Legislation that would close a federal loophole in the Supplemental Nutrition Assistance Program, more commonly known as the “food stamp program,” was approved by a House committee Thursday.

House Bill 2017, by state Rep. Sean Roberts, would make those who have more than $5,000 in liquid resources (bank accounts, cash, bonds, etc.) ineligible to receive SNAP benefits.

There are two ways to qualify for SNAP:

1) Currently, most individuals can qualify for food stamps if they have less than $2,000 in liquid resources or have an income at a certain percentage of the federal poverty level. This limit is raised to $3,000 for those households with a member who is disabled or over 60.

2) If they receive Supplemental Security Income or are eligible for other state aid programs, such as Temporary Assistance for Needy Families, they also qualify. In Oklahoma, an individual qualifies for these state aid programs based on income. Liquid resources are not accounted for in this criterion. For example, a person could have $20,000 in their bank account and still receive benefits because these programs don’t limit cash-like assets.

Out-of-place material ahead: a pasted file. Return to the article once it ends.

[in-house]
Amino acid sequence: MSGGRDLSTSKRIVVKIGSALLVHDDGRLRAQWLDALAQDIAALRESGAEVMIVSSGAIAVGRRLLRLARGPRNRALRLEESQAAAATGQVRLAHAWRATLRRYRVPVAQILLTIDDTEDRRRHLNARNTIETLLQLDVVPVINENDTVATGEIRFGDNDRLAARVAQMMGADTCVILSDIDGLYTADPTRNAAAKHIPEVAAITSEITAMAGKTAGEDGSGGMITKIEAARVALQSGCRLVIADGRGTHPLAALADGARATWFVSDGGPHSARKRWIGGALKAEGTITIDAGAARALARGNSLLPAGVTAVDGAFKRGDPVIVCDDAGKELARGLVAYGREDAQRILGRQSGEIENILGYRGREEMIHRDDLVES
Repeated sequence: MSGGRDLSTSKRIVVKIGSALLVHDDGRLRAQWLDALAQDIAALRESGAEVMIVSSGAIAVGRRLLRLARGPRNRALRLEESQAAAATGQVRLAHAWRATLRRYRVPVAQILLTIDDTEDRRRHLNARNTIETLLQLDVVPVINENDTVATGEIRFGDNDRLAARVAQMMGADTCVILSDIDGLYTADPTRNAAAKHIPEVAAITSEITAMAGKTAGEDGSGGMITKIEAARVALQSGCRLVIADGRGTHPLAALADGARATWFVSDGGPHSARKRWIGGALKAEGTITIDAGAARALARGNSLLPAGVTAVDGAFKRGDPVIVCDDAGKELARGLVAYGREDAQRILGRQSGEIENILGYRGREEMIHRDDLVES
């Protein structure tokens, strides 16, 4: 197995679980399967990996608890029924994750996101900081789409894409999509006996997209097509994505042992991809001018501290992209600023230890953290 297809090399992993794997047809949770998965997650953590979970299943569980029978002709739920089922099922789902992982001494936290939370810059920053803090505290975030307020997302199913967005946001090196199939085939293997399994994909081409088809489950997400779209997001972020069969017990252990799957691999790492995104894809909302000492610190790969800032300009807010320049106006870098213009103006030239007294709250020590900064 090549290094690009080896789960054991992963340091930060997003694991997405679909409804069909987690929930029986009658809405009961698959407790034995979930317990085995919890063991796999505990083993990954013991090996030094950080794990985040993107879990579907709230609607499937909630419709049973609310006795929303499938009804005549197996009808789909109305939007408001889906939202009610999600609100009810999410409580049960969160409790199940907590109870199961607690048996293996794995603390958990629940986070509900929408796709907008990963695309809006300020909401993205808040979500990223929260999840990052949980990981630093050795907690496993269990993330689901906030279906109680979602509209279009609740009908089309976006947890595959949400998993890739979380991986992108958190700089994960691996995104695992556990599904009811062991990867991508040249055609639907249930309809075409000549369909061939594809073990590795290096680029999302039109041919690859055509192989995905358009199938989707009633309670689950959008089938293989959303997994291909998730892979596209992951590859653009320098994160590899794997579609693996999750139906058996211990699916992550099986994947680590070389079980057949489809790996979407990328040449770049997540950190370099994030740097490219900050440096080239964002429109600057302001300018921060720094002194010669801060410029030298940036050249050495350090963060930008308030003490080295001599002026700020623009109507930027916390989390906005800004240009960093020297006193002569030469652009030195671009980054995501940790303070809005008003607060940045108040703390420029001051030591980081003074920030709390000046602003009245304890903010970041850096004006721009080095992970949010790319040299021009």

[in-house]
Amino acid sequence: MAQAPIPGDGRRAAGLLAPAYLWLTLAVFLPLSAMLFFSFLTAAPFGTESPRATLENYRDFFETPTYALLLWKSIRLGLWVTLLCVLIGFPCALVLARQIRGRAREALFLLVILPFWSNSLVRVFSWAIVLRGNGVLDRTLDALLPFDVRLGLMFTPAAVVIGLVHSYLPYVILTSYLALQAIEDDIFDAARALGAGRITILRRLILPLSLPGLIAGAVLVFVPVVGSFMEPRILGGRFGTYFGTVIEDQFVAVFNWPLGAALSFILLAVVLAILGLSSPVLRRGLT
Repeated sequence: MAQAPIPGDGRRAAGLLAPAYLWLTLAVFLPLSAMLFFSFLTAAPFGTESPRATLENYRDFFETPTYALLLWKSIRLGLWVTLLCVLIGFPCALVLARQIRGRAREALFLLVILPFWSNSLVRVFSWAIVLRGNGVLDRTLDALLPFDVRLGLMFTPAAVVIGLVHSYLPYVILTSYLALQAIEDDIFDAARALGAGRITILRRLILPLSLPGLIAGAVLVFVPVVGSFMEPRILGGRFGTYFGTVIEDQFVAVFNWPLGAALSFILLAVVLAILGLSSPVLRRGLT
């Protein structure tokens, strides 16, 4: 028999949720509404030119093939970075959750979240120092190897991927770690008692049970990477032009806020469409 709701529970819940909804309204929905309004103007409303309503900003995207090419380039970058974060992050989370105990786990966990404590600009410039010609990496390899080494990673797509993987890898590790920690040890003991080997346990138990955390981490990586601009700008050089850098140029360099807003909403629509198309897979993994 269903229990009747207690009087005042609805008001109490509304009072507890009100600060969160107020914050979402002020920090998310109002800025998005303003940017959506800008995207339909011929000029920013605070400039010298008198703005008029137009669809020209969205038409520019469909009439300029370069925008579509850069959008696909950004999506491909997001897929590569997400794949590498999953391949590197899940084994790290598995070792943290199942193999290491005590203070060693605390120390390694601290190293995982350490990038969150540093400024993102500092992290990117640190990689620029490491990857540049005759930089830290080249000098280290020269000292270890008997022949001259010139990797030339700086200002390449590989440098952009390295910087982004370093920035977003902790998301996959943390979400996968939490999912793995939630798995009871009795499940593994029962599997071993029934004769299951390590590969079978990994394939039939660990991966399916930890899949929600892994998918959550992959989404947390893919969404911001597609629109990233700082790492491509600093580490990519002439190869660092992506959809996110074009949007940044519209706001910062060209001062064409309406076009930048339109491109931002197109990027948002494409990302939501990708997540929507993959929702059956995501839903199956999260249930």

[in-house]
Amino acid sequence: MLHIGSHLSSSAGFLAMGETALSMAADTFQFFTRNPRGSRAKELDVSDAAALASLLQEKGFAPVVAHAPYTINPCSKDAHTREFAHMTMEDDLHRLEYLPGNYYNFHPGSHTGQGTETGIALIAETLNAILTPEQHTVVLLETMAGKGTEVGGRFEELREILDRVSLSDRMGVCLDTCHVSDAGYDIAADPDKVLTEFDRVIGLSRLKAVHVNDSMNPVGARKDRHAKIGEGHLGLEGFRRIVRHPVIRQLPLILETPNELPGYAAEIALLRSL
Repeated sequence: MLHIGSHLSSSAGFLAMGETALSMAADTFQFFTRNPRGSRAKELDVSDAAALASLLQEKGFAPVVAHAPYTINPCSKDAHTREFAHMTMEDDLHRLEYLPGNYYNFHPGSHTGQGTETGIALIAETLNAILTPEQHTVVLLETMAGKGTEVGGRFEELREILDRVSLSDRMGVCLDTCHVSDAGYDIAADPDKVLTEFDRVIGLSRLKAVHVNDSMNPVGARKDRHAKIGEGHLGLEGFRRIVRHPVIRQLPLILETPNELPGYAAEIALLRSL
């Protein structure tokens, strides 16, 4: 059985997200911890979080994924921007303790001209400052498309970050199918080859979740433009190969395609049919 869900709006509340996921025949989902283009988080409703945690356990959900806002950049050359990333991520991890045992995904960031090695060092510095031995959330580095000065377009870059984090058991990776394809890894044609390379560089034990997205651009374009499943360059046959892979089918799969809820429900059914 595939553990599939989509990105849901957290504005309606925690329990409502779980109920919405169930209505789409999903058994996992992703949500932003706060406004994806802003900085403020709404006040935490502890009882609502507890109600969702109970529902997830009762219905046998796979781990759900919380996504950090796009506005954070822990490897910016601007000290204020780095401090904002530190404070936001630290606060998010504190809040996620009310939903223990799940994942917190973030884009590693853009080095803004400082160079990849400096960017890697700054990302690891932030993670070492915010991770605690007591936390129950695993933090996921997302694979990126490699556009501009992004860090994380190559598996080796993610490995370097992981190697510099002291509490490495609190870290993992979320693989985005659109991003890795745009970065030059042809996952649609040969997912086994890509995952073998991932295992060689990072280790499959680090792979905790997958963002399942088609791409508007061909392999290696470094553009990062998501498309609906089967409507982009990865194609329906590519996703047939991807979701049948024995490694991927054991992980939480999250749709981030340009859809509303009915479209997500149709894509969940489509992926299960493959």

“There are a few things we as state legislators can do to reduce the federal deficit, which is out of control,” said Roberts, R-Hominy. “States have some options in the administration of SNAP, and exercising this option helps reduce our federal spending. We can’t continue to borrow money from China and expect our children and grandchildren to be burdened with our debt. My intent here is not to take aid away from those in need, but to eliminate spending on those who have sufficient liquid resources to provide for themselves. For example, if someone were to win the lottery, they would still qualify for food stamps under the current system.”

The legislation passed out of the Appropriations and Budget Public Health and Social Services Subcommittee with a vote of 7-0 and will now go before the full Appropriations and Budget Committee.